Boston Wages Outstrip House Price Growth by 2.05% since 2007

A recent report by the Yorkshire Building Society stated that 54% of the country has seen wages rise faster than property prices in the last 10 years.

The report said that in the Midlands and North, salaries had outperformed property prices since 2007, whilst in other parts of the UK, especially in the South, the opposite has happened and property prices have outperformed salaries quite noticeably.

As regular readers of our blog know, we always like to find out what has actually happened locally in Boston. To talk of North and South is not specific enough. Therefore, to start, we looked at what has happened to salaries locally since 2007. Looking at the Office of National Statistics (ONS) data for Boston Borough Council, some interesting figures came out…


  Boston East Midlands Nationally
2007  £20,670  £22,360  £23,920
2008  £19,406  £23,410  £24,960
2009  £19,214  £23,930  £25,506
2010  £20,592  £24,430  £26,088
2011  £18,996  £24,346  £26,010
2012  £20,758  £24,778  £26,432
2013  £21,377  £25,116  £26,931
2014  £22,396  £25,152  £27,097
2015  £21,372  £25,532  £27,508
2016  £21,580  £26,088  £28,132

boston blog 185

Salaries in Boston have risen by 4.4% since 2007 – interesting when you compare that with what has happened to salaries regionally ,an increase of 16.67%, and nationally, an increase of 17.61%.

Next, we needed to find what had happened to property prices locally over the same time frame of 2007 and today. Net property values in Boston are 2.35% higher than they were in the middle of 2007 (not forgetting they did dip in 2008 and 2009). Therefore…

Wages in the Boston area have increased at a higher rate than property values to the tune of 2.05% … meaning, Boston is in line with the regional trend

All this is important, as the relationship between salaries and property values is the basis on how affordable property is to first (and second, third etc.) time buyers. It is also vitally relevant for Boston landlords as they need to be aware of this when making their buy-to-let plans for the future.

If more Boston people are buying, then demand for Boston rental properties will drop, and vice versa.

As we have discussed in a few articles in the blogs recently, this issue of ‘property-affordability’ is a great bellwether to the future direction of the Boston property market. Now of course, it isn’t as simple as comparing salaries and property prices, as that measurement disregards issues such as low mortgage rates and the diminishing proportion of disposable income that is spent on mortgage repayments.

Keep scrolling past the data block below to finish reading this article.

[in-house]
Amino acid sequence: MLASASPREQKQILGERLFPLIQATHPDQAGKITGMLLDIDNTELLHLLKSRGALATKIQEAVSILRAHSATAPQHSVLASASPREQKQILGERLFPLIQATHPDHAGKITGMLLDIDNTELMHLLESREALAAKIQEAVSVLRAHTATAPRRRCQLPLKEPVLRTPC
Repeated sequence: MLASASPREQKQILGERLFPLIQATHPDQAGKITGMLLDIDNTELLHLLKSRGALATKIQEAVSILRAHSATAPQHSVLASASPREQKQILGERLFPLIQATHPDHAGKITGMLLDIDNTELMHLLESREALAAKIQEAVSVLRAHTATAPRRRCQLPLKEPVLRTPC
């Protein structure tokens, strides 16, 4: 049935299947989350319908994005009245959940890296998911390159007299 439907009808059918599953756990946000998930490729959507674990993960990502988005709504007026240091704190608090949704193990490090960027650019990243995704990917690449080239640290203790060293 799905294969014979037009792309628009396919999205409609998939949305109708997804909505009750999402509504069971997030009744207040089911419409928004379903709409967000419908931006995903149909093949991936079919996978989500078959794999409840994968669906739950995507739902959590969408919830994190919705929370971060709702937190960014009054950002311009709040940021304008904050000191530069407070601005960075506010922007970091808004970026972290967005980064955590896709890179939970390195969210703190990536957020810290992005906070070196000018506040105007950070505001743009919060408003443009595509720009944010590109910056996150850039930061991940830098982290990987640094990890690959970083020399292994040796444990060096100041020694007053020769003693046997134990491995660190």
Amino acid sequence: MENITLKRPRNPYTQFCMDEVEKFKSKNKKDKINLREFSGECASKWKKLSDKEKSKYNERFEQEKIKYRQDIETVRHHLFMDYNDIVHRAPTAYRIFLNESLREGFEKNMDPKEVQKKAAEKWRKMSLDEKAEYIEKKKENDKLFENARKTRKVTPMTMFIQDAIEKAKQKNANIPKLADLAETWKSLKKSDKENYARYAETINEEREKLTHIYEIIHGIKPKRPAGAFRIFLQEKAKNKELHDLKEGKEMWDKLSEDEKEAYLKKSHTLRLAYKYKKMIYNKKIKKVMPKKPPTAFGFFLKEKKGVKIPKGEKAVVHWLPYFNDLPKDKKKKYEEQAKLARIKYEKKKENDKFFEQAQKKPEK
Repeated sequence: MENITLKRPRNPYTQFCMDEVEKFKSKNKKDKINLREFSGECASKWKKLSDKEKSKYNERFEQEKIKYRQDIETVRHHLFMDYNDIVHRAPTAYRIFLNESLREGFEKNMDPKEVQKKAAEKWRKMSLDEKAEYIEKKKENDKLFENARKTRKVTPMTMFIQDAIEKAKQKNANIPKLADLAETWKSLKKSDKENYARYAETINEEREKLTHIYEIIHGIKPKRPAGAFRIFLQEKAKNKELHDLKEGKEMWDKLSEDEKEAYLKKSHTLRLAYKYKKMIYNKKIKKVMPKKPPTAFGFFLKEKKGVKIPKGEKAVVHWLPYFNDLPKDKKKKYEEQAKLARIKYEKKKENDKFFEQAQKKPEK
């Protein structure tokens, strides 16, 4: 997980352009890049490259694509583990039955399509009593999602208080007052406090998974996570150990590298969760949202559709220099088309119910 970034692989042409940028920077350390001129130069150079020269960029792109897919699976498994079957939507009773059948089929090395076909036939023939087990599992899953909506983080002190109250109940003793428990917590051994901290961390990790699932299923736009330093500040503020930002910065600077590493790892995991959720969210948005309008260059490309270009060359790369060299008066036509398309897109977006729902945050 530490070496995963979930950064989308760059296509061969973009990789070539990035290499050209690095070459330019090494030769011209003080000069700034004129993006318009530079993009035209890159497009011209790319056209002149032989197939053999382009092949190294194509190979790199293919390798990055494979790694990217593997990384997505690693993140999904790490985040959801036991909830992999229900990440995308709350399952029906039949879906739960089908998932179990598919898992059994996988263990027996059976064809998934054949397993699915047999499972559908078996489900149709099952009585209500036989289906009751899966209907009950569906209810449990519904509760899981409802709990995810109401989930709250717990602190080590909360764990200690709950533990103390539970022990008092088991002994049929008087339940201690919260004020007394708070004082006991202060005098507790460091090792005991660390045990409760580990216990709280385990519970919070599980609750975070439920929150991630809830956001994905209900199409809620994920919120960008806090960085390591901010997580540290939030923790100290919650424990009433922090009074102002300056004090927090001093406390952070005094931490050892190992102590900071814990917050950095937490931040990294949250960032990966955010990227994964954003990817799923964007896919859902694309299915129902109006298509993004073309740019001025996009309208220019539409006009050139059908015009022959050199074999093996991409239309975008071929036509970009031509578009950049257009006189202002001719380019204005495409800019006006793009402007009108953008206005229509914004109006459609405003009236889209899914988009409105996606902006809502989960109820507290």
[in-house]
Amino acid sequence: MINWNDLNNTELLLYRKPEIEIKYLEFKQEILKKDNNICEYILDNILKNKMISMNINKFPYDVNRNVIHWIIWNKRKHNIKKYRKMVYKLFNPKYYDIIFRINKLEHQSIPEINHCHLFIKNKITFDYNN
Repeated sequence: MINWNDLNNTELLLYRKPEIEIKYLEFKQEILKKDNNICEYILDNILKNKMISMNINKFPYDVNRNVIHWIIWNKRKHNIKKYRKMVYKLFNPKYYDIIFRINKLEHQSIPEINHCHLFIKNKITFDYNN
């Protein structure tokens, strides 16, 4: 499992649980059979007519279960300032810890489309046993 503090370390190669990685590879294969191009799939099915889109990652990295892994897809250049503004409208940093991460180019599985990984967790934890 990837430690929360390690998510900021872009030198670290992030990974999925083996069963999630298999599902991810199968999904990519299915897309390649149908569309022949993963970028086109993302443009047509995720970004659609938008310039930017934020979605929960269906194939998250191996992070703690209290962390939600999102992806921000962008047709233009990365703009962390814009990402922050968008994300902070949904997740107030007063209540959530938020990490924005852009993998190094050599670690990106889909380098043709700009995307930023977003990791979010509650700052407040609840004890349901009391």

On the face of it, the change between 2007 and 2017 in terms of the ‘property-affordability’ hasn’t been that great. However, look back another 10 years to 1997, and that tells a completely different story. Nationally, the affordability of property more than halved between 1997 and today. In 1997, house prices were on average 3.5 times workers’ annual wages, whereas in 2016 workers could typically expect to spend around 7.7 times annual wages on purchasing a home.

The issue of a lack of homeowner-ship has its roots in the 1980’s and 1990’s. It’s quite hard as a tenant to pay your rent and save money for a deposit at the same time, meaning for many Boston people, home ownership isn’t a realistic goal.

Earlier in the year, the Tories released proposals to combat the country’s ‘broken’ housing market, setting out plans to make renting more affordable, while increasing the security of rental deals and threatening to bring tougher legal action to cases involving bad landlords.

This is all great news for Boston tenants and decent law-abiding Boston landlords. Whatever has happened to salaries or property prices in Boston in the last 10 or 20 years … the demand for decent high-quality rental property keeps growing.

If you are a landlord and are wanting to know a little more about the current demand for rental property, where to invest or indeed the recent changes in legislation or the law which is going to be affecting the EPC ratings then get in touch as we’d love to help you. All of our advice and help is free and given to help you make informed decisions about your investment and portfolio.

Give us a call today on 01205 352019

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